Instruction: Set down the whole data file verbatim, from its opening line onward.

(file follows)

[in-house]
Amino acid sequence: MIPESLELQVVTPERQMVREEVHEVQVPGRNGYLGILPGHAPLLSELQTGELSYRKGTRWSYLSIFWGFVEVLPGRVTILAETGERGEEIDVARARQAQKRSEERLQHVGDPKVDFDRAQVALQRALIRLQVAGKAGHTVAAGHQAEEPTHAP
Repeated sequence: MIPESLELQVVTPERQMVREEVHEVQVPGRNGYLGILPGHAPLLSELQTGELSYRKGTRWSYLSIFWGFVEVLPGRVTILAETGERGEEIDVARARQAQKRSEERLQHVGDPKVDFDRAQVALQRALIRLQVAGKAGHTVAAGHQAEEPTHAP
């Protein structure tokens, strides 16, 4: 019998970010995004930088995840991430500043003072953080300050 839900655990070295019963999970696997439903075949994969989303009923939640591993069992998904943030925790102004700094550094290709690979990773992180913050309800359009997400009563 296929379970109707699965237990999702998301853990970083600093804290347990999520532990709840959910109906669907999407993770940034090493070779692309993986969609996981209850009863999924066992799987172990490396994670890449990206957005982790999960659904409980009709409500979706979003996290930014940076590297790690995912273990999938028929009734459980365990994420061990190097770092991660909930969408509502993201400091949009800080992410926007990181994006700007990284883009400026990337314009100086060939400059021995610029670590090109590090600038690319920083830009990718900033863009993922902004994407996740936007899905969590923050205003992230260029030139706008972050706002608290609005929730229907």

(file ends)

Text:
[in-house]
Amino acid sequence: MIPESLELQVVTPERQMVREEVHEVQVPGRNGYLGILPGHAPLLSELQTGELSYRKGTRWSYLSIFWGFVEVLPGRVTILAETGERGEEIDVARARQAQKRSEERLQHVGDPKVDFDRAQVALQRALIRLQVAGKAGHTVAAGHQAEEPTHAP
Repeated sequence: MIPESLELQVVTPERQMVREEVHEVQVPGRNGYLGILPGHAPLLSELQTGELSYRKGTRWSYLSIFWGFVEVLPGRVTILAETGERGEEIDVARARQAQKRSEERLQHVGDPKVDFDRAQVALQRALIRLQVAGKAGHTVAAGHQAEEPTHAP
């Protein structure tokens, strides 16, 4: 019998970010995004930088995840991430500043003072953080300050 839900655990070295019963999970696997439903075949994969989303009923939640591993069992998904943030925790102004700094550094290709690979990773992180913050309800359009997400009563 296929379970109707699965237990999702998301853990970083600093804290347990999520532990709840959910109906669907999407993770940034090493070779692309993986969609996981209850009863999924066992799987172990490396994670890449990206957005982790999960659904409980009709409500979706979003996290930014940076590297790690995912273990999938028929009734459980365990994420061990190097770092991660909930969408509502993201400091949009800080992410926007990181994006700007990284883009400026990337314009100086060939400059021995610029670590090109590090600038690319920083830009990718900033863009993922902004994407996740936007899905969590923050205003992230260029030139706008972050706002608290609005929730229907």